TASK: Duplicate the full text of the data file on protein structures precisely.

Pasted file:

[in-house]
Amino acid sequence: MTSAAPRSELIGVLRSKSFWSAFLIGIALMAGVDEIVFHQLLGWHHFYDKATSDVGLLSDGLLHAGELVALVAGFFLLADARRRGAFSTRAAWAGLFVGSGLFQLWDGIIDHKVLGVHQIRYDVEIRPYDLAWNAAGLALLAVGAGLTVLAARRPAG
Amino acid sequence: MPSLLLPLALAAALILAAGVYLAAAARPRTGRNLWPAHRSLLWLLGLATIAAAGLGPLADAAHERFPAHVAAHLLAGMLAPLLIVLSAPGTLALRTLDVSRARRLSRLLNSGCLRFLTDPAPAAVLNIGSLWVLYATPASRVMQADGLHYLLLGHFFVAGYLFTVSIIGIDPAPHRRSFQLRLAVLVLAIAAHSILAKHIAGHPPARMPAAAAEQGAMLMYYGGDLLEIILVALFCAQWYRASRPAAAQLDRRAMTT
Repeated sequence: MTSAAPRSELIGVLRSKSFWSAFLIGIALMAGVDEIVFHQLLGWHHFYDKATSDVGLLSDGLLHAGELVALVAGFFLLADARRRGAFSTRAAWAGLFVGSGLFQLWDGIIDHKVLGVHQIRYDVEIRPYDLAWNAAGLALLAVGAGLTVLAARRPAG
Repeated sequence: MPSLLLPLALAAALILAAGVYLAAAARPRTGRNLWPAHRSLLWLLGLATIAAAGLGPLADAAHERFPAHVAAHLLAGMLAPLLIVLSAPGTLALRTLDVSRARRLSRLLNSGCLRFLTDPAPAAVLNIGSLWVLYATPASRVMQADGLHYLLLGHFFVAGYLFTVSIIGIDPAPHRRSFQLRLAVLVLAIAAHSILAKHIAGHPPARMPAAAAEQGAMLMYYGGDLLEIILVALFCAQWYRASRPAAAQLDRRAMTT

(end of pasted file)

[in-house]
Amino acid sequence: MTSAAPRSELIGVLRSKSFWSAFLIGIALMAGVDEIVFHQLLGWHHFYDKATSDVGLLSDGLLHAGELVALVAGFFLLADARRRGAFSTRAAWAGLFVGSGLFQLWDGIIDHKVLGVHQIRYDVEIRPYDLAWNAAGLALLAVGAGLTVLAARRPAG
Amino acid sequence: MPSLLLPLALAAALILAAGVYLAAAARPRTGRNLWPAHRSLLWLLGLATIAAAGLGPLADAAHERFPAHVAAHLLAGMLAPLLIVLSAPGTLALRTLDVSRARRLSRLLNSGCLRFLTDPAPAAVLNIGSLWVLYATPASRVMQADGLHYLLLGHFFVAGYLFTVSIIGIDPAPHRRSFQLRLAVLVLAIAAHSILAKHIAGHPPARMPAAAAEQGAMLMYYGGDLLEIILVALFCAQWYRASRPAAAQLDRRAMTT
Repeated sequence: MTSAAPRSELIGVLRSKSFWSAFLIGIALMAGVDEIVFHQLLGWHHFYDKATSDVGLLSDGLLHAGELVALVAGFFLLADARRRGAFSTRAAWAGLFVGSGLFQLWDGIIDHKVLGVHQIRYDVEIRPYDLAWNAAGLALLAVGAGLTVLAARRPAG
Repeated sequence: MPSLLLPLALAAALILAAGVYLAAAARPRTGRNLWPAHRSLLWLLGLATIAAAGLGPLADAAHERFPAHVAAHLLAGMLAPLLIVLSAPGTLALRTLDVSRARRLSRLLNSGCLRFLTDPAPAAVLNIGSLWVLYATPASRVMQADGLHYLLLGHFFVAGYLFTVSIIGIDPAPHRRSFQLRLAVLVLAIAAHSILAKHIAGHPPARMPAAAAEQGAMLMYYGGDLLEIILVALFCAQWYRASRPAAAQLDRRAMTT